Initial contacts from the courts regarding jury duty are always in writing through the mail although some systems will permit you to receive future notices through email.  Under no circumstances will you receive telephone calls or text messages indicating that you have failed to report for jury duty.  No court will demand payment over the phone for failing to appear for jury duty.  If you do receive such a call and you think that there is even the possibility that you might have forgotten to report for jury duty, merely call the local clerk of courts where you can find accurate information.

Scam of the day – September 7, 2012 – Jury duty scam

This is one of the old reliable scams that seems to be making a reappearance recently.  It starts when you receive either a telephone call, a text message or an email indicting that you have not reported for jury duty and that there is a serious penalty.  In some forms of the scam, you are able to pay a fine rather than go to jail.  In other variations of the scam, you are told that if the notice is mistaken, you should contact the jury commissioner at a phone number to provide information to confirm that the notice was sent to you in error.  The information you are asked to provide includes your Social Security number and as soon as you provide it, you are on the road to identity theft.

TIPS

Initial contacts from the courts regarding jury duty are always in writing through the mail although some systems will permit you to receive future notices through email.  Under no circumstances will you receive telephone calls or text messages indicating that you have failed to report for jury duty.  No court will ask for your Social Security number as a part of the information you provide them in regard to jury duty and NEVER give your Social Security number or any other personal information to anyone whom you have not called at a telephone number that you are absolutely positive is correct.  If you do receive such a notice and you think that there is even the possibility that you might have forgotten to report for jury duty, merely call the local clerk of courts where you can find accurate information.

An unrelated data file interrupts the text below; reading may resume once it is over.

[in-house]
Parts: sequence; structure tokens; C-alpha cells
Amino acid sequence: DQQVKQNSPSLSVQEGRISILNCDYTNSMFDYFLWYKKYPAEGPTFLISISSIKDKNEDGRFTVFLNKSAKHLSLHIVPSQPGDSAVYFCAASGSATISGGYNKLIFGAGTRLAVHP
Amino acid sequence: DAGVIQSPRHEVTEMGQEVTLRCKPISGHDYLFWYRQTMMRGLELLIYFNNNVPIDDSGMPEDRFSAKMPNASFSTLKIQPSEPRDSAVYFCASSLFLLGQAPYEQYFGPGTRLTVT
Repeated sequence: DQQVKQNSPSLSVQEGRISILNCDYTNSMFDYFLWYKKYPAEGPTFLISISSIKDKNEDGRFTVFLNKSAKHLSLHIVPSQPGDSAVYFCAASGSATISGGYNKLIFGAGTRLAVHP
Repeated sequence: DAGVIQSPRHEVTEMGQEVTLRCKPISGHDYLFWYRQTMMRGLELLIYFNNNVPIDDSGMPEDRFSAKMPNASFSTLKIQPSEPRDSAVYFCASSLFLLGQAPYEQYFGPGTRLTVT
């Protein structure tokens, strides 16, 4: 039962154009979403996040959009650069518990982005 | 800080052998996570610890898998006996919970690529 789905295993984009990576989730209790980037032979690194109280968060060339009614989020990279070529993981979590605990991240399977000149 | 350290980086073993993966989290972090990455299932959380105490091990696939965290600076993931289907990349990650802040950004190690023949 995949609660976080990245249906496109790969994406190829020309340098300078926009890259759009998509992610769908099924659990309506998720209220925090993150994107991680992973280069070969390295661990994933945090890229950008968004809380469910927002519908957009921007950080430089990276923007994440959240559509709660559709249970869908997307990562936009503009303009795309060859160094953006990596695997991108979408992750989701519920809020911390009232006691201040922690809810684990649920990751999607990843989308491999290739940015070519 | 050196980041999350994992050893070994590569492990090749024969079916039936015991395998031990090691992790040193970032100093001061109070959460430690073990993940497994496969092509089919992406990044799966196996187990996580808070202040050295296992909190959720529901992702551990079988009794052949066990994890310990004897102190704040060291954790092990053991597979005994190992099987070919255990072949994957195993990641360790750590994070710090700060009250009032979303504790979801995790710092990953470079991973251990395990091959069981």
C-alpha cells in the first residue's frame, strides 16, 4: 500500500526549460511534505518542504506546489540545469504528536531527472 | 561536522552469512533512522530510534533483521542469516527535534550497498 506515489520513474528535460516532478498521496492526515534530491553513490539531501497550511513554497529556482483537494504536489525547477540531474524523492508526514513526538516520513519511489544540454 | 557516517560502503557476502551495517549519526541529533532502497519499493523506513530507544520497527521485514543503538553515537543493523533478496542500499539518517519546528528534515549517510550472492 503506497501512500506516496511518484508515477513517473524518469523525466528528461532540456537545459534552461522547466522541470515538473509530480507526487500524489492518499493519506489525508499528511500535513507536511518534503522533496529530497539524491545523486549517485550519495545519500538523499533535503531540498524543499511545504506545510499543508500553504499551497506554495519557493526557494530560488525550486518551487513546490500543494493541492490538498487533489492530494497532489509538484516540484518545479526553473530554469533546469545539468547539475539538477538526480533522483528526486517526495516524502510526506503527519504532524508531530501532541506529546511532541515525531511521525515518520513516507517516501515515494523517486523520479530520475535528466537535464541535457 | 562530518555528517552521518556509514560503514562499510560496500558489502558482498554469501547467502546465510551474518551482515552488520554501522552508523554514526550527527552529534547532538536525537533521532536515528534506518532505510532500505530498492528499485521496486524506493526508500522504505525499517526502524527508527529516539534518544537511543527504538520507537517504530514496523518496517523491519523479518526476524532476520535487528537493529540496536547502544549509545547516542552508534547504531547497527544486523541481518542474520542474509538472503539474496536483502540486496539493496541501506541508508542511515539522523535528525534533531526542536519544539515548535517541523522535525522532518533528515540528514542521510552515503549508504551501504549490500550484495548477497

Scam of the day – July 16, 2012 – Jury duty scam

Some scams keep repeating and with good reason – they work.  Jury duty scams have been with us for many years and they continue to be an effective scam.  They start when you receive a telephone call or a text message informing you that you have failed to report for jury duty and you are at risk of a substantial fine or even arrest.  You are given a number to call and when you do, the scammer then tells you he or she needs to confirm your personal information including your Social Security number.  Some particularly blatent scammers will even ask for your credit card number.  Why you would need that to confirm your identity for jury duty purposes is hard to imagine.  Anyone who provides the information requested will become a victim of identity theft as the information is used to obtain credit, goods and services in the name of the victim.

TIPS

Courts will not contact you by the phone or a text message.  Never give your personal information to anyone whom you are not sure is legitimate.  If you have a question about jury duty, call the number for the court that you know to be accurate, not the one that is provided to you by the scammer.